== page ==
Monday, 27 April 2009

My 50th Marathon and Happy Birthday Shakespeare!

This weekend in Stratford upon Avon there were celebrations going on for Shakespeare's birthday. This included various events such as a parade with marching bands and various acting groups and some morris dancers, as well as the marathon (run along with a half, for the semi-fit).

It was a beautiful sunny weekend and we stayed in a lovely B&B in a comfy room with a four-poster. Saturday involved a cafe, butterflies (see Jim's fantastic picture of a glasswing), rowing on the Avon (Jim rowed, I loaded up on food for the next day's run, we both sang silly rowing songs), wine on the large grassy area by the RSC theatre and a pizza dinner. A top day all in all.

The marathon itself was very good. Before the start I met up with a Fetchie, Naomi, who had chosen to run as Lara Croft. We had drinks with several other Fetchies after the race and it was great to put some more faces to the names of people I've been chatting online with recently. I've done this run a couple of times before so knew exactly what to expect from the two-lap course through country lanes and along a track. There are a couple of hills but nothing too bad. There are plenty of water stations and there was a cool breeze negating the effects of the sun. I got a little burnt, but not badly. I felt comfortable and enjoyed chatting with other runners on the way round. My time was 4:02:35, which is pretty good for me. I didn't really mind too much how long it took though, as just completing my 50th was enough achievement in itself.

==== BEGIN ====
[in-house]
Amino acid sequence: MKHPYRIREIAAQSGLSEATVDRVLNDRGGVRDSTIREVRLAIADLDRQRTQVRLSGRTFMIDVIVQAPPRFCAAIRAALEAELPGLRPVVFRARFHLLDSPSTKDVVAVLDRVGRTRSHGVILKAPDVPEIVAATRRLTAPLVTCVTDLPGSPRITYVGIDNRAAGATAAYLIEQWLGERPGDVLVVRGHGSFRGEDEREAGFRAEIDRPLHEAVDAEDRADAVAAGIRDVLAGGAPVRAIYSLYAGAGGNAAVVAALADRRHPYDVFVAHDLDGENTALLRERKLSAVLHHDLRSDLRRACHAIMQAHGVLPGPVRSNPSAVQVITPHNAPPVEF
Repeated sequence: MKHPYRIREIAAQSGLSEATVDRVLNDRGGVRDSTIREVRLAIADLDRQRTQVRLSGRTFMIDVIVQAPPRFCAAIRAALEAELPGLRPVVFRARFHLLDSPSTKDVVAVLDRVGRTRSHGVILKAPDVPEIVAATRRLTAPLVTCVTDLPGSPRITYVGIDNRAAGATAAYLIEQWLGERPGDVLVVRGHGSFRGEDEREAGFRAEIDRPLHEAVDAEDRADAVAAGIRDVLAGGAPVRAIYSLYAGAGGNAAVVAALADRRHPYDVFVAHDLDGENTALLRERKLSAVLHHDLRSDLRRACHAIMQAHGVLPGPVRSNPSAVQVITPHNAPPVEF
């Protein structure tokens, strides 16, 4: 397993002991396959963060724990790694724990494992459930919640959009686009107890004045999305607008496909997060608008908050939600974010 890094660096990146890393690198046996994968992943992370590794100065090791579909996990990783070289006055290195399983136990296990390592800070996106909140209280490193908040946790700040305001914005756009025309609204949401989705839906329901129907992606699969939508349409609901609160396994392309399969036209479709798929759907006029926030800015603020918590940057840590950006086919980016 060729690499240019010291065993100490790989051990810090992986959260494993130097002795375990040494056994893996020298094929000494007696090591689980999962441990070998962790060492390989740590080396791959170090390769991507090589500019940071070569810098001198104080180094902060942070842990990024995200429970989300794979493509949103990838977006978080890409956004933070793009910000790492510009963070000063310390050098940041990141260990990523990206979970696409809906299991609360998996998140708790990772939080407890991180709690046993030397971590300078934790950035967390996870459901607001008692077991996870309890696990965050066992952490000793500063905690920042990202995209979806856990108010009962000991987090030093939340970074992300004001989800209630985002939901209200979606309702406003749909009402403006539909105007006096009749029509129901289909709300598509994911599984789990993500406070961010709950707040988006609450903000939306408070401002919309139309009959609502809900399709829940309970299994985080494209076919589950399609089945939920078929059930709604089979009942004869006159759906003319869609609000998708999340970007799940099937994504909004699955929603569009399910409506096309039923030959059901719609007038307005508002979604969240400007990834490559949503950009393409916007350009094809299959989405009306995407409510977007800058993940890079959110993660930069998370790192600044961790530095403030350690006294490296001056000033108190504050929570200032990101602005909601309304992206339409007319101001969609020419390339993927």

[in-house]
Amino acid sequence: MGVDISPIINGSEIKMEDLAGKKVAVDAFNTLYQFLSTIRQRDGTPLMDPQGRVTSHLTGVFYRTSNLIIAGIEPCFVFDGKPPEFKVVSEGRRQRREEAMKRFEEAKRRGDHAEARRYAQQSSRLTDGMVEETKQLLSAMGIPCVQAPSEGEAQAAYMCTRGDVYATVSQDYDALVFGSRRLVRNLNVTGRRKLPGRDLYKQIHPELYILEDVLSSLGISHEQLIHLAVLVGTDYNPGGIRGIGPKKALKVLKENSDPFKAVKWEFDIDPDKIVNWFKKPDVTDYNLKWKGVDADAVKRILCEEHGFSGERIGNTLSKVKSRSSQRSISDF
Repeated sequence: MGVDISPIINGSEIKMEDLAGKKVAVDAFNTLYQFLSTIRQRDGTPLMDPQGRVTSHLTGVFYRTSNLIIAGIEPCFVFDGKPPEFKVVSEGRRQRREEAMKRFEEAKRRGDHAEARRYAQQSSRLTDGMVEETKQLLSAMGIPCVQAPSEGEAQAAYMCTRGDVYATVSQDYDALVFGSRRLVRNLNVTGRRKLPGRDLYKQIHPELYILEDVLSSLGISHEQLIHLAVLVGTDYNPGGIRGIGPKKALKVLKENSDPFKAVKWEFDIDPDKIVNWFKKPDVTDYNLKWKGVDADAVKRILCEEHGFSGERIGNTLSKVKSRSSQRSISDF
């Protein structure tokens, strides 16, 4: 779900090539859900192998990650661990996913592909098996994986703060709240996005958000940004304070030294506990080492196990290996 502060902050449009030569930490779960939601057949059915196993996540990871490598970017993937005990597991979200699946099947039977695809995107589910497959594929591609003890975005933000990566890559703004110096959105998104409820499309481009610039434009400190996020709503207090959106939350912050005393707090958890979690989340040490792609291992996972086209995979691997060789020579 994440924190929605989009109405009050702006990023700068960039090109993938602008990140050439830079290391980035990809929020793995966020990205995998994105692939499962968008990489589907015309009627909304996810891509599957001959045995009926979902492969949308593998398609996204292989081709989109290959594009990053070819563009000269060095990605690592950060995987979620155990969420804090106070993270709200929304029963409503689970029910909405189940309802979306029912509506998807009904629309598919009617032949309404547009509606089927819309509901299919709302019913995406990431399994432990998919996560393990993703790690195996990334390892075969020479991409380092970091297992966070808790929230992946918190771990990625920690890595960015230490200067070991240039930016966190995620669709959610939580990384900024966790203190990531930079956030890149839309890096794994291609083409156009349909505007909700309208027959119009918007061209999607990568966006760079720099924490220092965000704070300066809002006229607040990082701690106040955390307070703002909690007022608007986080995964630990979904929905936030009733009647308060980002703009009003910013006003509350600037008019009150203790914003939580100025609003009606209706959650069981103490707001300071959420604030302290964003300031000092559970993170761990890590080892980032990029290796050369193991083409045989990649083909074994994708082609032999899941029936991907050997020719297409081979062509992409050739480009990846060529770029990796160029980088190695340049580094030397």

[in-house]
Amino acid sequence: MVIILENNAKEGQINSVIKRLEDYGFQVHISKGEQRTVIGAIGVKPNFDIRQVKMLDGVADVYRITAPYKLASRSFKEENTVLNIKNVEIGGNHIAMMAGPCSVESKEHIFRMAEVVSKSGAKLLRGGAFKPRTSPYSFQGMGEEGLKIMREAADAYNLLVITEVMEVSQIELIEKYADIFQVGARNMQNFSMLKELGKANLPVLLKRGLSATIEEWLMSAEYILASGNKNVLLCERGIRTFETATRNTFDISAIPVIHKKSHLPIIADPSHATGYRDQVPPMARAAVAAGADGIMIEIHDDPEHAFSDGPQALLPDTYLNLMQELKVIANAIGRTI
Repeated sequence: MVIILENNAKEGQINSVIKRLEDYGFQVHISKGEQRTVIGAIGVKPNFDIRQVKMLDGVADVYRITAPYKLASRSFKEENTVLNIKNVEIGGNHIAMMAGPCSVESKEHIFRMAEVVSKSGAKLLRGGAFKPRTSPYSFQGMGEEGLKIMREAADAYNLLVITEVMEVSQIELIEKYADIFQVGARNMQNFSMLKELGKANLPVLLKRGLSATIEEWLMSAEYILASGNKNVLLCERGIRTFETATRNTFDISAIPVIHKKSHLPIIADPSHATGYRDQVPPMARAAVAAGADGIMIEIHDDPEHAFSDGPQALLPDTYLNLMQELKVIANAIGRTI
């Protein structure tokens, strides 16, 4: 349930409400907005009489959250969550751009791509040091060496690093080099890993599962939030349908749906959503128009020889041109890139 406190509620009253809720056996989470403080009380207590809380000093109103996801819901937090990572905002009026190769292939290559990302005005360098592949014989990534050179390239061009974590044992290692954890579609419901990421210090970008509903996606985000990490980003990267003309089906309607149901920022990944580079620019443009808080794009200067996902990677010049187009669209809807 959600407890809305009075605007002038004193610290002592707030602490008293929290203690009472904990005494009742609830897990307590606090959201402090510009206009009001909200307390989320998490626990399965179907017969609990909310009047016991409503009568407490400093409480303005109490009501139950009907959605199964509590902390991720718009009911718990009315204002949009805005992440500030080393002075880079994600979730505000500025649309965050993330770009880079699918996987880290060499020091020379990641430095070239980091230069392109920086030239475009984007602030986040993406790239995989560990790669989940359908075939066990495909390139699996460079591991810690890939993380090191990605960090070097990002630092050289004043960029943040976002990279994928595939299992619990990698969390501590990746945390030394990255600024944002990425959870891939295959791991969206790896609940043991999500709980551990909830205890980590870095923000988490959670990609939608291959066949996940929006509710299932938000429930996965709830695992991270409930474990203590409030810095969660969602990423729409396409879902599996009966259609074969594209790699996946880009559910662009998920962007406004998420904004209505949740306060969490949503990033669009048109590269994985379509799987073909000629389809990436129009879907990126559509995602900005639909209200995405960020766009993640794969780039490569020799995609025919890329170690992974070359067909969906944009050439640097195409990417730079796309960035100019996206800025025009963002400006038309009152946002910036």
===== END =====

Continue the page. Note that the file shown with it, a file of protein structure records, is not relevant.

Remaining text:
As this was my tenth marathon/ultra of the year, it also marked the end of the challenge I was doing to raise funds for Animal aid. The challenge was '10 marathons in 5 months', but in my eagerness I completed it over a month early. I got an email from Richard at Animal Aid telling me that the sponsporship has amounted to over £15 000, which is a record as it's the most they've ever received for a sponsored event. Given the current economic climate of credit crunchiness, that's not bad, eh?

Monday, 20 April 2009

Bungay Marathon

I did the Bungay Marathon yesterday. I've run this a couple of times before and have a real soft spot for it. Not sure why exactly, but it's a really charming event. Bungay is a small village in Suffolk and the route is a two-lap road course taking in more cute villages where the locals come out to cheer us along. There are some undulations (I had remembered them as significant hills but was pleased to find them relatively undemanding this time). There are some great views from the higher parts of the route and then there's a mile and a half along a track through trees towards the end.

A half marathon starts 2 hours after the full and I arrived for the start of lap 2 just as they were setting off. This meant that I was surrounded by hundreds of runners from mile 13 to 14 before the field spread again. I briefly considered walking the last hill, but I saw Mick n Phil jogging up it ahead of me and was inspired to continue at a run. [Mick Curry has done hundreds of runs including lots of half and full marathons, always pushing his son Phil in a wheelchair.] I found myself overtaking runners in both the full and the half on my second lap, even though I was running at a comfortable and relaxed pace. I finished in 4:03:22 which is actually quite quick for me.

I stayed the previous night in a lovely B&B in Earsham, a nearby village, which meant I had a pleasant 3 mile walk from there to Bungay as a warm up in th morning. I met lots of people I knew at the run, including several of the '100 Club' runners and lots of Fetchies. I got a lift back to the train station with one, a lovely chap called John, which made the journey home far quicker and more interesting (and cheaper). There was a Fetchpoint at mile 20 which was great for extra encouragement too. A Fetchpoint is a place where some Fetchies set up to cheer us on and provide food etc, but this one also had the added attraction of cowbells!

Tuesday, 14 April 2009

Ultra #4 - 40 miles in the countryside

On Saturday I did my fourth ultra run. It was a lovely figure-of-8, off-road course starting at a school in Compton (about 6 miles from Goring & Streatley in Oxfordshire).